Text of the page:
California Department of Resources Recycling and Recovery (CalRecycle)

"Innovations" Case Studies: Last Chance Mercantile

Summary

Overview

The Last Chance Mercantile (Last Chance) is the place where reusable materials get their last chance before ending up in the Monterey Regional Landfill.  Constructed as part of a major materials recovery facility (MRF) in 1996, the Last Chance has more than doubled the tonnage salvaged and increased revenues from sales of salvaged materials by almost 500 percent.

Materials salvaged and sold include:

  • Furniture
  • Lumber
  • Used building materials
  • Housewares
  • Garden items
  • Hardware/electrical
  • Clothing and textiles
  • Sporting goods
  • Reusable paint, cleaners, and pesticides
  • Automotive parts

Increasingly, communities working to meet the goals of the Integrated Waste Management Act of 1989 (AB 939, Sher, Chapter 1095, Statutes of 1989) are including such salvage operations as part of standard designs for transfer stations, MRFs, and landfills.

Program Characteristics

The Monterey Regional Waste Management District operates the Last Chance resale store as part of its regional environmental park in Marina, California.  The environmental park includes a 315-acre landfill, a MRF, public recycling drop-off bins, a household hazardous waste (HHW) management facility, construction and demolition (C&D) recycling operations, composting facilities, a soils blending facility, a landfill gas recovery power plant, and a water pollution control facility.

Initially, staff salvaged materials from the face of the landfill and accumulated them until they had enough for an auction or a sale.  The first year they auctioned off materials (hoping to get more money from some of the higher value products), but they found that the cost of the auctioneer was too expensive to do this on a regular basis.  Instead, the district held quarterly sales, then monthly sales, then weekly sales, and then sales two days per week.

In 1991, the district dedicated a rustic shed in a hidden corner of the property to store these salvaged materials.  The district named it the Last Chance Mercantile.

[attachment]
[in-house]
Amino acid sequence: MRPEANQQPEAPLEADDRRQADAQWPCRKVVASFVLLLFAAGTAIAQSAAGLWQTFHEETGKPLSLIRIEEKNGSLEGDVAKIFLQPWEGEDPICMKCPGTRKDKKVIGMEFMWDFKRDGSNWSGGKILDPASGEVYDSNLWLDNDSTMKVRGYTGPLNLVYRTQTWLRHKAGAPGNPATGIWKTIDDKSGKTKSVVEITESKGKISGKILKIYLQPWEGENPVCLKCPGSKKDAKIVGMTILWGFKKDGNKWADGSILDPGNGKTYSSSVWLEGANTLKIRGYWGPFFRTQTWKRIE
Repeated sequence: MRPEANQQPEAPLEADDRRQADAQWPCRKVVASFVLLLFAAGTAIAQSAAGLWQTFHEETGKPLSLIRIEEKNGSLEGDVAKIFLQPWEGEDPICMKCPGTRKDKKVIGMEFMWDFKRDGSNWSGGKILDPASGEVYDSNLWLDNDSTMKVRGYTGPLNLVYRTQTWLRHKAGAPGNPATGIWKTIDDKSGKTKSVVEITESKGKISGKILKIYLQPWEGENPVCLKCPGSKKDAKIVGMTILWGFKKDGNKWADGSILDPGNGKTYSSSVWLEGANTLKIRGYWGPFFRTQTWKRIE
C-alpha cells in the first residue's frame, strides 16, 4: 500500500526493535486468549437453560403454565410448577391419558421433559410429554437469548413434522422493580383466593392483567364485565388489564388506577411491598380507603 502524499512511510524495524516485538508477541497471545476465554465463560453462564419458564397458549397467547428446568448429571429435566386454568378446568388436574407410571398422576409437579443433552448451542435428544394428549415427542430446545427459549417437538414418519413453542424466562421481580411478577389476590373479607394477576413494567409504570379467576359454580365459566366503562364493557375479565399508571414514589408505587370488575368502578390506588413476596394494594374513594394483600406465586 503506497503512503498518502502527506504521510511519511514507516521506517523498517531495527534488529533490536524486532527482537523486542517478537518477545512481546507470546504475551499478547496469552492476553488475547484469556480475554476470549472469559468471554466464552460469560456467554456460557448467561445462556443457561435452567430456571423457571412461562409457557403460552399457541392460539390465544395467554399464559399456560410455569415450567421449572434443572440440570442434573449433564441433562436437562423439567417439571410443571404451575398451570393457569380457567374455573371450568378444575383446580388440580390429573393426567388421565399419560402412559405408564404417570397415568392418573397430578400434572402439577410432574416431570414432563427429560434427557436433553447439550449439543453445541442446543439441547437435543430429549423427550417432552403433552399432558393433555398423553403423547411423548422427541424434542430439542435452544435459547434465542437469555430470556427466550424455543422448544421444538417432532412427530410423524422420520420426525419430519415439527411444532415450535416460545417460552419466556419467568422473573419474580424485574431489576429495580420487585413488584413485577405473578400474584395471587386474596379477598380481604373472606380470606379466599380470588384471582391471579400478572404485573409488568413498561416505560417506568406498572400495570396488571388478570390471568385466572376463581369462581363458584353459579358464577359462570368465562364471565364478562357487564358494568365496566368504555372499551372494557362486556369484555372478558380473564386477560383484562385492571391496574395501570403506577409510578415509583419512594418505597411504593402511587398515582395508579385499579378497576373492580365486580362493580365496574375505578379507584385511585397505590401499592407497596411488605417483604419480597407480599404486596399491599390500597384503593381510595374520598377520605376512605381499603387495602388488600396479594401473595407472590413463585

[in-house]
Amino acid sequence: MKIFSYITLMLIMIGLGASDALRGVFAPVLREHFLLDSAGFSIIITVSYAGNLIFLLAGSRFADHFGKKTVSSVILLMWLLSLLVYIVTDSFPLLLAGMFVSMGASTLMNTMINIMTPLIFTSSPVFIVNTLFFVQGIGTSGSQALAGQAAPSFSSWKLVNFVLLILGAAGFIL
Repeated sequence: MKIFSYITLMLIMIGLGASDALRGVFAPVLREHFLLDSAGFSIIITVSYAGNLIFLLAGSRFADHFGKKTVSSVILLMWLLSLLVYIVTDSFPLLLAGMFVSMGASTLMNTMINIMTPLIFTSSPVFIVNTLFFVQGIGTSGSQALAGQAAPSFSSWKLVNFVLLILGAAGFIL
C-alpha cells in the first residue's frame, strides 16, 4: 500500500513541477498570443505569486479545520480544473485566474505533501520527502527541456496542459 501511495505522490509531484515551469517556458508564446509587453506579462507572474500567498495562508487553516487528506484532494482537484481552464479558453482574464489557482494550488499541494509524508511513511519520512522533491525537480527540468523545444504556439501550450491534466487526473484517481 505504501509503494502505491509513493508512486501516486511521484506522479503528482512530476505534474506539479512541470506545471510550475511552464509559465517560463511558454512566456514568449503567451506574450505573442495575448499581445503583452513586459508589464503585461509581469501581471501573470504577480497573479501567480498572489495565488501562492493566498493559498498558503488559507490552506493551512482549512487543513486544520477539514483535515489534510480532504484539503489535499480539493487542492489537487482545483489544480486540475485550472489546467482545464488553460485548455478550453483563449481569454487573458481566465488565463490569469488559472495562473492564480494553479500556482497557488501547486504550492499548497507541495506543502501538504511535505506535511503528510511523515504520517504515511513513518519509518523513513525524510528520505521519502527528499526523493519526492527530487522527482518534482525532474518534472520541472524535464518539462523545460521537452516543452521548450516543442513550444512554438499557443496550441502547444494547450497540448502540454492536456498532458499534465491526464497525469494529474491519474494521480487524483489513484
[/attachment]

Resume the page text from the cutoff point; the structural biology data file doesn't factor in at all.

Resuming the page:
In 1996, the district upgraded its salvaging activities and the Last Chance.  The district constructed a new 8,000-square-foot building and paved a two-acre yard for the Last Chance in October 1996.

Public self-haul vehicles and rolloff trucks now dump their materials on the MRF tipping floor.  District staff members then salvage materials from the tipping floor.  At the MRF district, staff members use a Caterpillar 315L track excavator with grapple attachment and RC60 CAT forklift, two 16-foot flatbed trailers, and a district pickup truck to sort and move salvaged materials around the property.  This is much easier, safer, and more thorough than the method of salvaging previously conducted at the face of the landfill.

The Last Chance includes a room for processing materials for resale; indoor space for displaying items such as books, clothing, sporting goods, household items, and furniture; office space for the store manager; and restrooms.  Building materials, plumbing fixtures (e.g., tubs and sinks), patio furniture, and other items not affected by the weather are displayed outside.

Salvaging at the MRF guarantees a steady flow of resale items for the Last Chance store.  During FY 1998–99, the Last Chance received 515 tons of salvaged materials diverted from the MRF.  The public dropped off approximately 5,000 donations, diverting another 300 tons from the landfill.

Household hazardous wastes are also collected from the public at the permanent household hazardous waste management facility adjacent to the Last Chance. When the public shops at the Last Chance, they are able to obtain reusable paint, cleaners, and pesticides free of charge.

"Drop and Shop"

The district designed the new facilities to encourage people to “drop and shop” before going to the scales.  Residents are encouraged to drop off their recyclable materials and reusable products before they pay tipping fees to dispose of wastes in the landfill.  This creates a powerful economic incentive for residents to avoid their disposal fees by reuse and recycling.

Residents are also encouraged to obtain “bargains” at the Last Chance store, either as they arrive to drop off materials at the facility or before they leave the site.

A Community Wide Effort

The district has a comprehensive public education program for the Last Chance and other district activities.  District staff produces numerous brochures and media campaigns throughout the year to inform the public about specific district programs and to share information on how to reduce, reuse, and recycle (e.g., recycling of phone books and Christmas trees).  The general manager and other staff also join with two public education staff members to participate in local committees and community groups.

Creative Reuse